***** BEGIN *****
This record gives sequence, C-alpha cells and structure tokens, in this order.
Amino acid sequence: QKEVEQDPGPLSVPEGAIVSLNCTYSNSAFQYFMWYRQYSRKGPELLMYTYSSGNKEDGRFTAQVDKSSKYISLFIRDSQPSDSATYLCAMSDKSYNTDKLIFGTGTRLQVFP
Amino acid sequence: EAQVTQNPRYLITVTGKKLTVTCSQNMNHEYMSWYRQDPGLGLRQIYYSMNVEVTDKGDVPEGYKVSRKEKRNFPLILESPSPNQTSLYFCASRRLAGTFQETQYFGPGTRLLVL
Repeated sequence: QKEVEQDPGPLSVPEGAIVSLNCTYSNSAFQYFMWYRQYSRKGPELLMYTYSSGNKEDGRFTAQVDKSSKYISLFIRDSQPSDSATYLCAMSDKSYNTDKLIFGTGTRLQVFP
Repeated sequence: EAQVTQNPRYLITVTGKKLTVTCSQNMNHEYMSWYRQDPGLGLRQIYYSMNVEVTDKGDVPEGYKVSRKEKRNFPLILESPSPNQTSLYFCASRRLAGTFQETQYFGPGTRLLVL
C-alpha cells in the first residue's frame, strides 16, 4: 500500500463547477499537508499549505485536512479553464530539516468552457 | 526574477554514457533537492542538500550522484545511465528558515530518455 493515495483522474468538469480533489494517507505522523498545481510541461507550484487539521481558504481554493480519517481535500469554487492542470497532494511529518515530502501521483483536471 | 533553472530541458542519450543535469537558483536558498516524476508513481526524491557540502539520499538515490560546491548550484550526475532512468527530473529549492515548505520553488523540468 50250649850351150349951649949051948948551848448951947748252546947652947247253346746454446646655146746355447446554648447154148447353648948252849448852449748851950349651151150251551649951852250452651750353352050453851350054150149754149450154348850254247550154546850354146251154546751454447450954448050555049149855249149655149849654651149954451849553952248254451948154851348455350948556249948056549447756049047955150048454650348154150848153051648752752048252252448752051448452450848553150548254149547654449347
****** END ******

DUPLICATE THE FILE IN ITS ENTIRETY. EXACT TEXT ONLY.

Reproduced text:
This record gives sequence, C-alpha cells and structure tokens, in this order.
Amino acid sequence: QKEVEQDPGPLSVPEGAIVSLNCTYSNSAFQYFMWYRQYSRKGPELLMYTYSSGNKEDGRFTAQVDKSSKYISLFIRDSQPSDSATYLCAMSDKSYNTDKLIFGTGTRLQVFP
Amino acid sequence: EAQVTQNPRYLITVTGKKLTVTCSQNMNHEYMSWYRQDPGLGLRQIYYSMNVEVTDKGDVPEGYKVSRKEKRNFPLILESPSPNQTSLYFCASRRLAGTFQETQYFGPGTRLLVL
Repeated sequence: QKEVEQDPGPLSVPEGAIVSLNCTYSNSAFQYFMWYRQYSRKGPELLMYTYSSGNKEDGRFTAQVDKSSKYISLFIRDSQPSDSATYLCAMSDKSYNTDKLIFGTGTRLQVFP
Repeated sequence: EAQVTQNPRYLITVTGKKLTVTCSQNMNHEYMSWYRQDPGLGLRQIYYSMNVEVTDKGDVPEGYKVSRKEKRNFPLILESPSPNQTSLYFCASRRLAGTFQETQYFGPGTRLLVL
C-alpha cells in the first residue's frame, strides 16, 4: 500500500463547477499537508499549505485536512479553464530539516468552457 | 526574477554514457533537492542538500550522484545511465528558515530518455 493515495483522474468538469480533489494517507505522523498545481510541461507550484487539521481558504481554493480519517481535500469554487492542470497532494511529518515530502501521483483536471 | 533553472530541458542519450543535469537558483536558498516524476508513481526524491557540502539520499538515490560546491548550484550526475532512468527530473529549492515548505520553488523540468 50250649850351150349951649949051948948551848448951947748252546947652947247253346746454446646655146746355447446554648447154148447353648948252849448852449748851950349651151150251551649951852250452651750353352050453851350054150149754149450154348850254247550154546850354146251154546751454447450954448050555049149855249149655149849654651149954451849553952248254451948154851348455350948556249948056549447756049047955150048454650348154150848153051648752752048252252448752051448452450848553150548254149547654449347